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Posted by Robin Abrahams  October 13, 2013 11:26 AM

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... is online here. What to do when already interfering in-laws want to pay for the wedding?

If you want a wedding ceremony, figure out your top priorities. Spiritual meaning? A good time for friends? A family reunion? Allocate your resources and creativity--and choose your battles--accordingly.

If your in-laws insist on contributing, ask them to sponsor a particular event or item (for example, the reception catering or the flowers) rather than donating unallocated funds. That enables you to retain control over the other aspects. The most important thing is for you and your intended to maintain a united front and make it clear that your main priority in life now is pleasing each other, not your parents.

This blog is not written or edited by Boston.com or the Boston Globe.
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About Miss Conduct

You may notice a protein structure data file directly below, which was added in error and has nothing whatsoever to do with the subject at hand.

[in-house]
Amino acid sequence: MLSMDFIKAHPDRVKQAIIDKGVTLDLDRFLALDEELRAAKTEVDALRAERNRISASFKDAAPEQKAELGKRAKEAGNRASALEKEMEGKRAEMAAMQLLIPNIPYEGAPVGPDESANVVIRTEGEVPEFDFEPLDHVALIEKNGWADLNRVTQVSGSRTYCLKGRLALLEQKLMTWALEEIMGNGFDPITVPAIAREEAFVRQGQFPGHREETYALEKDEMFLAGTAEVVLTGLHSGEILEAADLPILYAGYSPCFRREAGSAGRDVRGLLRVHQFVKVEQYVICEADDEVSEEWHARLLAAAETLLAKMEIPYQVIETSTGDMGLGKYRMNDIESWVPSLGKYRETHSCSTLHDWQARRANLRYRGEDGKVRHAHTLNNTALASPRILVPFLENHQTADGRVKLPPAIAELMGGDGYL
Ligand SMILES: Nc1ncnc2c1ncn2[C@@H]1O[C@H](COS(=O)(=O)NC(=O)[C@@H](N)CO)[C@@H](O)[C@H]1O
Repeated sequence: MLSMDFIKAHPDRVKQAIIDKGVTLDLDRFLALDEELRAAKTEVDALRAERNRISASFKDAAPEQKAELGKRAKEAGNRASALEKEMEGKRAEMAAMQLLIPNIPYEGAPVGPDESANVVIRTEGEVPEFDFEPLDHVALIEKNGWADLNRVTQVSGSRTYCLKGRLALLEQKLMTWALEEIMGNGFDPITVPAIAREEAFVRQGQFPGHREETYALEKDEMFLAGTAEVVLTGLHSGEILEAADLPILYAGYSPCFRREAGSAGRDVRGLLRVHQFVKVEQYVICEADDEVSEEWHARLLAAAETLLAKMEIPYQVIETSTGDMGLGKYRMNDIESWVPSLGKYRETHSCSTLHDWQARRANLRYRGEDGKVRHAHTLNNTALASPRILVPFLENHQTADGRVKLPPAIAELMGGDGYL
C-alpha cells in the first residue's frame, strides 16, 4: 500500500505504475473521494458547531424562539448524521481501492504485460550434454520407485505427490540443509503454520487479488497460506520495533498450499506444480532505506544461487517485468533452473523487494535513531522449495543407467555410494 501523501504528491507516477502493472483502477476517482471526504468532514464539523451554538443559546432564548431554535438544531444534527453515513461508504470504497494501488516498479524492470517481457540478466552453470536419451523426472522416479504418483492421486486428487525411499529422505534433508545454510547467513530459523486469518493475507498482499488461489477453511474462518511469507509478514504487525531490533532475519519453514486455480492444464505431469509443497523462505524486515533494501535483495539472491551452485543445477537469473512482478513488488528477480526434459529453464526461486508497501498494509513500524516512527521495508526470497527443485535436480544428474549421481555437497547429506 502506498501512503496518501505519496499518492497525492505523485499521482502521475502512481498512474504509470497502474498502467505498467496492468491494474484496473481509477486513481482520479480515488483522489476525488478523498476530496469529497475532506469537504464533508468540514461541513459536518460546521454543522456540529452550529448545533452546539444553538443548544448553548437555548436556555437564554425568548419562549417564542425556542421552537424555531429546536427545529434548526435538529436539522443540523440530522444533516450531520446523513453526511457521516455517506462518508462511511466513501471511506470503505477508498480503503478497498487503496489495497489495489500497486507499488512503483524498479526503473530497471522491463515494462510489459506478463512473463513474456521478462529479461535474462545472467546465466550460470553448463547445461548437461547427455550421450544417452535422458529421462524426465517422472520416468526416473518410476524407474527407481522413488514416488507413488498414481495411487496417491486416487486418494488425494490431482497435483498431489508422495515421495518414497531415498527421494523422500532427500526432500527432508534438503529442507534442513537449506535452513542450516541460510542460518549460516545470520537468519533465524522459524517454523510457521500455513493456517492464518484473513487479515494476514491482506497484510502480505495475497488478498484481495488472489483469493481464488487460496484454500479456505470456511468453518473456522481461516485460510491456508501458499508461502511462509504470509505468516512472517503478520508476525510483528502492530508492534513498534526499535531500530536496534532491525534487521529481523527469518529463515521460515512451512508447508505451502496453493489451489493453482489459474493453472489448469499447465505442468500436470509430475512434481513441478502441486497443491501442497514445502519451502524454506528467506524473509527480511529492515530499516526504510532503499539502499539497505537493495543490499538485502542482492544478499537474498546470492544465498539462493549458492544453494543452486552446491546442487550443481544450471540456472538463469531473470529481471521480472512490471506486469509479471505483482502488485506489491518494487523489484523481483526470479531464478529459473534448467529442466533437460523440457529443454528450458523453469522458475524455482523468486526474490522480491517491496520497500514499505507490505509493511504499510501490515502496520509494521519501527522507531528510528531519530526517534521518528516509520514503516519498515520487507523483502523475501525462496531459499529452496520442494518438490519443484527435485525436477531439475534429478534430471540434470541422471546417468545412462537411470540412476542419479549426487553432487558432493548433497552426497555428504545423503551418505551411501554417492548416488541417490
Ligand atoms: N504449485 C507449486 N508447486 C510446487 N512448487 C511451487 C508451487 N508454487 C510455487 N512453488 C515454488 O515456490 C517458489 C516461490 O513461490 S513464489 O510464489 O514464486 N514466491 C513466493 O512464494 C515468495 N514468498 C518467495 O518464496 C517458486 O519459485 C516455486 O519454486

Welcome to Miss Conduct’s blog, a place where the popular Boston Globe Magazine columnist Robin Abrahams and her readers share etiquette tips, unravel social conundrums, and gossip about social behavior in pop culture and the news. Have a question of your own? Ask Robin using this form or by emailing her at missconduct@globe.com.
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Who is Miss Conduct?

Robin Abrahamswrites the weekly "Miss Conduct" column for The Boston Globe Magazine and is the author of Miss Conduct's Mind over Manners. Robin has a PhD in psychology from Boston University and also works as a research associate at Harvard Business School. Her column is informed by her experience as a theater publicist, organizational-change communications manager, editor, stand-up comedian, and professor of psychology and English. She lives in Cambridge with her husband Marc Abrahams, the founder of the Ig Nobel Prizes, and their socially challenged but charismatic dog, Milo.

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Curious if you should say "bless you" to a sneezing atheist? How to host a dinner party for carbophobes, vegans, and Atkins disciples—all at the same time? The finer points of regifting? Ask it here, or email missconduct@globe.com.

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